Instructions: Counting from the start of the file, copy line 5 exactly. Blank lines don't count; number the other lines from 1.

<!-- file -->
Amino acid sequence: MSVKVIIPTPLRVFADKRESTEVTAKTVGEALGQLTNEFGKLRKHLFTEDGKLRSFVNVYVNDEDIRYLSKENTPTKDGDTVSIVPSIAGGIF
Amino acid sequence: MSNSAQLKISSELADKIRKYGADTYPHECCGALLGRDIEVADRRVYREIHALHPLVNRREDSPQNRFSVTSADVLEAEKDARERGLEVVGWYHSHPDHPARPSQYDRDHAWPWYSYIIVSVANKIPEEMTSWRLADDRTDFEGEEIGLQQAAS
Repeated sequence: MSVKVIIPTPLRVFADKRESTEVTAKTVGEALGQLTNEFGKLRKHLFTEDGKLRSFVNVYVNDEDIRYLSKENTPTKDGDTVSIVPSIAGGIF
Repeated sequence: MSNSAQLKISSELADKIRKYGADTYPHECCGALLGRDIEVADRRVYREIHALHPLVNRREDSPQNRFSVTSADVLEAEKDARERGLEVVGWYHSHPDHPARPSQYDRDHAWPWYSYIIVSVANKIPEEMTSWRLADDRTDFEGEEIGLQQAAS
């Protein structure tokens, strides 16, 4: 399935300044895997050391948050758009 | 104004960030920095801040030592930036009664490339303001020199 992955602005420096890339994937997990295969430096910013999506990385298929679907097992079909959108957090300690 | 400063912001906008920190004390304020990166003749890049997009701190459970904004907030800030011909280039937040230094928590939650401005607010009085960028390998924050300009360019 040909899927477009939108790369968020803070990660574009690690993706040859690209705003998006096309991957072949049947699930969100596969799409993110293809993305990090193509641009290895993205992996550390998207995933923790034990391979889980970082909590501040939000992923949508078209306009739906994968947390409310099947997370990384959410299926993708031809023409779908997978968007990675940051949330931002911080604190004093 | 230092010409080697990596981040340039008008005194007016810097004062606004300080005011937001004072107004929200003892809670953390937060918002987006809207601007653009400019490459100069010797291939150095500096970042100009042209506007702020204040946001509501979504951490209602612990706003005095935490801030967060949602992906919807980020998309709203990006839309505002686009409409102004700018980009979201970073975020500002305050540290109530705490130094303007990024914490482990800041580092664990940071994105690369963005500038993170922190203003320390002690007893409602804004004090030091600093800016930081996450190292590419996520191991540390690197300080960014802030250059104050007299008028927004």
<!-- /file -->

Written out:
């Protein structure tokens, strides 16, 4: 399935300044895997050391948050758009 | 104004960030920095801040030592930036009664490339303001020199 992955602005420096890339994937997990295969430096910013999506990385298929679907097992079909959108957090300690 | 400063912001906008920190004390304020990166003749890049997009701190459970904004907030800030011909280039937040230094928590939650401005607010009085960028390998924050300009360019 040909899927477009939108790369968020803070990660574009690690993706040859690209705003998006096309991957072949049947699930969100596969799409993110293809993305990090193509641009290895993205992996550390998207995933923790034990391979889980970082909590501040939000992923949508078209306009739906994968947390409310099947997370990384959410299926993708031809023409779908997978968007990675940051949330931002911080604190004093 | 230092010409080697990596981040340039008008005194007016810097004062606004300080005011937001004072107004929200003892809670953390937060918002987006809207601007653009400019490459100069010797291939150095500096970042100009042209506007702020204040946001509501979504951490209602612990706003005095935490801030967060949602992906919807980020998309709203990006839309505002686009409409102004700018980009979201970073975020500002305050540290109530705490130094303007990024914490482990800041580092664990940071994105690369963005500038993170922190203003320390002690007893409602804004004090030091600093800016930081996450190292590419996520191991540390690197300080960014802030250059104050007299008028927004």